Coughton Court gardens by Christina Williams
Christina Williams is the mother of Magnus Birch-Throckmorton the current resident at Coughton Court along with his wife Imi. Christina is a Chelsea Flower Show garden designer and medal winner.
Interview with Christina Williams
C = Christina
B = Bill
Christina Williams is the mother of Magnus Birch-Throckmorton the current resident at Coughton Court along with his wife Imi. She is a Chelsea Flower Show garden designer and medal winner.
C: I wasn’t brought up in the House but was brought up the Ford House next to the Catholic Church. At the time my great uncle lived here with his wife and he didn’t have any children so he always knew my mother would inherit but the garden was a sort of classic post-war, low maintenance sort of garden. It was just lawns and rather overgrown, shrubberies and long hedges and the house felt rather sad. My mother and my grandparents were all very keen gardeners so I think she always wanted to bring it alive. We started with the Courtyard which was just a rectangular grass area with a very narrow path and we wanted to give it a feel that would be simple enough not to detract from the detail of the house but sort of Tudor in feel. Patterned beds, hedging, topiary and the quatrefoils on the house were looked at. I like having water and we picked up the design of the pool off the house. We used the access from the saloon and the main tower as our cross point. You never really saw the saloon door as you walked underneath it on this narrow path which made you walk very quickly and we wanted enough space that we could have a family party or visitors and enjoy seating under the tower looking at the garden. Because in fact the Courtyard is not symmetrical we had to put this long wide bed down the north-wing side which actually helps to give the family a bit of privacy as well which is incidental. There is nothing symmetrical about this space so if you look from above the pool is two-thirds of the way down and about 20% nearer the south-wing than the north-wing. And then the garden unfolded from that but, we wanted it formal but not too complicated as the area goes down to the river.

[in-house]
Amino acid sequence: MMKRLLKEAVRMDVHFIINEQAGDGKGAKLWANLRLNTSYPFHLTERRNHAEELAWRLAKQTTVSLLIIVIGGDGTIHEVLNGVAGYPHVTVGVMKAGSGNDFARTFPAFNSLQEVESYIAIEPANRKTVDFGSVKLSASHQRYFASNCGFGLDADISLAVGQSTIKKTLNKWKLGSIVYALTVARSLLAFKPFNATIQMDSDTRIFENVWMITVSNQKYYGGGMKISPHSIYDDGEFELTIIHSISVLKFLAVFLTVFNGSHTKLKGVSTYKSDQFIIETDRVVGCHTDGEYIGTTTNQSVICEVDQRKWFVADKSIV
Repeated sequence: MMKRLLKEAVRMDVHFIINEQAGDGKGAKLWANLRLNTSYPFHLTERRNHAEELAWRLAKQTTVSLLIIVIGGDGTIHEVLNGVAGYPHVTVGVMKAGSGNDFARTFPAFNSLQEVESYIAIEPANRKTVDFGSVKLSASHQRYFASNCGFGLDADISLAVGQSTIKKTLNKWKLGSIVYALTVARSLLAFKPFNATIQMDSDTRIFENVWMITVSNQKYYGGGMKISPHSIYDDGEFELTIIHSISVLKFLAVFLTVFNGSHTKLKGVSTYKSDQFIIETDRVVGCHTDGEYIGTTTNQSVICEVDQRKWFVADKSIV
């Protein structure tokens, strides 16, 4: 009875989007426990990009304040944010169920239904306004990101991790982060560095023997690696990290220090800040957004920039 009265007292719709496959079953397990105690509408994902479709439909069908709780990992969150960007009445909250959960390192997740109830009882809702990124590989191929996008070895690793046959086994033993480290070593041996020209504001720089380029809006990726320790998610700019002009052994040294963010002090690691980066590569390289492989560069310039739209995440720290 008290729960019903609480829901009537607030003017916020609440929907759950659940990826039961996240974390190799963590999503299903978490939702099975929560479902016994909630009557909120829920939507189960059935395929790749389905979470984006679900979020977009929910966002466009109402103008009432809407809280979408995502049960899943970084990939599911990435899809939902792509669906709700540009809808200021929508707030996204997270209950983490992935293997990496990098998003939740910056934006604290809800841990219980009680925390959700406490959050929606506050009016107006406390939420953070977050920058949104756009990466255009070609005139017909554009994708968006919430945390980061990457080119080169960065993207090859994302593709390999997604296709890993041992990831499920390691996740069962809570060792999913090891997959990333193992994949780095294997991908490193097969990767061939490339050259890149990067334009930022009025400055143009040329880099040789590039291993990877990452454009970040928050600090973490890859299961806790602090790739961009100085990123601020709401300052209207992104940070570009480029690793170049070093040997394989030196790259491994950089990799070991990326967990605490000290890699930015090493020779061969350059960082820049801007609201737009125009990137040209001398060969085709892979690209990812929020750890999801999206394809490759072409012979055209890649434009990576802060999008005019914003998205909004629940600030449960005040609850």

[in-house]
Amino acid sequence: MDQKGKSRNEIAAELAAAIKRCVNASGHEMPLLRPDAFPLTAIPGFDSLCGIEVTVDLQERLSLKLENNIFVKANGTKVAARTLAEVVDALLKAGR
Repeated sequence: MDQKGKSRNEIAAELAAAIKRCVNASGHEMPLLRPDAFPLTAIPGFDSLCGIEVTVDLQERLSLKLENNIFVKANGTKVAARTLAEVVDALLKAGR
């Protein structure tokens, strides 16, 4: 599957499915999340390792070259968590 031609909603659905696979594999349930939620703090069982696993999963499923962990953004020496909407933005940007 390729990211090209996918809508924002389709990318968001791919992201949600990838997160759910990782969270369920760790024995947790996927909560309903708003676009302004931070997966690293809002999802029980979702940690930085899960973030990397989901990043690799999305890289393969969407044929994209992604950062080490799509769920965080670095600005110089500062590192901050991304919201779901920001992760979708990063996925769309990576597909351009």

It is a long straight line and we wanted to break it up a bit and the garden itself is quite flat and it looked like it was becoming a bit square so we thought we would put in a circular rotunda in as a way of bringing in some softer lines on the main lawn and the two central gardens were again an attempt to just give a bit of interest and changing the levels a bit. They have a circle at the middle and then just channelling your eye to what I think is a beautiful view across the fields. That all sounds very easy and actually it was easy because the whole design came from the house really, and then this lovely view down to the river. The second phase was the walled garden which was really just abandoned. We took thirty-five skips full of old broken glass, bits of wood and broken clay pipe out. Because we wanted the areas around the house to be quite simple and my mother loved colour and loved roses we thought we would make that the focus of the flower garden. Again none of the walls are parallel it feels like it’s quite round but in fact it’s quite wonky in there but that was the idea that we could break up into rooms so we could try different plants and different planting styles. So that’s been in there for some time. I think we planted that in ’85. It was that awful winter when it just poured and poured with rain. It was really hard work it took forever and we have been slowly improving the soil here so everything is much easier that what it was 25 years ago when we were using pick-axes most of the time.
Then obviously the orchard with lots of local fruit varieties and then there was the bog garden which had been another lake which had become silted up some years and years ago. That was the next phase. Then there was a bit of a fight between me and my mother. I wanted all native species but because she liked colour she kept putting brightly coloured astilbes in there so I lost that battle. We’ve done a lot of work over the winter of 2018/9. Cleared a lot of the invasive weeds and got the water flow back. Actually it has been transformed down there as having that space and area of water just brings much more light in. It will take three years but we have replanted the inner beds and are just trying to keep on top of the weeds. We want to get more wildlife down there and we knew we would have to get more open water in so that’s a project that will need a lot of weeding for the next few years , I feel rather guilty as it will be making the gardeners more work. So that’s the kind of genesis of it.